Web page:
It’s a rare film that’s both an entertaining story as well as a thought-provoking discourse on the nature of socialism and human interaction. It’s even more impressive when it’s wrought with rich symbolism and breathtaking performances. When a film like that comes along–well, it usually wins an Academy Award, actually.
Those who watched the glitter-soaked spectacle last Sunday will remember The Lives of Others, the unassuming little German film that snatched up best foreign language feature–though no one could be blamed for forgetting it amidst the superfluous montages and introductions. Far beyond deserving the venerated golden statue, The Lives of Others was one of the best films mentioned at the festival in any capacity. In fact, it’s one of the best films of the last decade–from any country.
Based on true events, the film takes place in East Berlin between the end of WII and the fall of the Berlin Wall, following the lives of two men: Hauptmann Wiesler (Ulrich Muhne), a decorated secret policeman, and Georg Dryden (Sebastian Koch), a playwright. Wiesler is ordered to place Dryden under surveillance, and while a power differential seems a necessity at first, it quickly becomes clear that both men are equally victimized by a corrupt state.
Weisler is a loner, rail-thin and balding, a man so dedicated to his job that he has become a twisted personification of it. As corpulence was a trait often negatively attributed to corrupt capitalists by the Soviets during the Cold War, Weisler’s physical appearance suggests a visual parallel to his communist zeal. The symbol seems to stretch farther than that, though, as the most corrupt, despicable characters in the film are visibly the largest. In this way, writer/directer Florian Henckel von Donnarsmarck reverses Soviet imagery much in the same way that Dryden uses the Soviet’s own arrogance to subvert them throughout the film.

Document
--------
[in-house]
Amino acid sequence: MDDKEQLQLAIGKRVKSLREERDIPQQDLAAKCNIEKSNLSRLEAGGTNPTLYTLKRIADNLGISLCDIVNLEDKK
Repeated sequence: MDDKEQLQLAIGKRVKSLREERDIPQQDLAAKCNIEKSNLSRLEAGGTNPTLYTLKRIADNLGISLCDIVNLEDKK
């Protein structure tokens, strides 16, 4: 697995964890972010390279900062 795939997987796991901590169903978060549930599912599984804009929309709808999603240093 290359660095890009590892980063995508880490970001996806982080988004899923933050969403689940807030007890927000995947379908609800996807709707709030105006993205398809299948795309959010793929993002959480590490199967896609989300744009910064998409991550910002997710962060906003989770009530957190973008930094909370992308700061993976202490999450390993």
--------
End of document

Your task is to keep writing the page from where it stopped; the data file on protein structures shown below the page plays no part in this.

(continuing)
Dryden begins as a loyal communist, a man who believes “the GDR is the greatest country on the planet.” But through a series of unintentional provocations on the part of the government, he’s driven to using his talents in drafting anti-state literature. The action of the film flows from the unusual relationship between him and Weisler, who’s become so interested in the playwright that he’s willing to ignore greater and greater transgressions just to continue the vicarious fulfilment he finds in his monitoring duties.
Given the exposition, a common cat-and-mouse plotline would be the expected development, but The Lives of Others never stoops to the overwrought tropes of Hollywood. While the unflinching realism of the story doesn’t lead to a typical guns-blazing climax, it’s the clinical, unbiased analysis of the immensely flawed people within the story that makes their corruption, successes and failures all the more poignant.
Executed with deftness on all accounts, The Lives of Others is powerful, beautiful film that impresses not only with it’s gripping story, but also the depth of intellect in its presentation. Though it may be Donnarsmarck’s earliest feature-length, hopefully the staggering talent he’s displayed is only a precursor to later genius.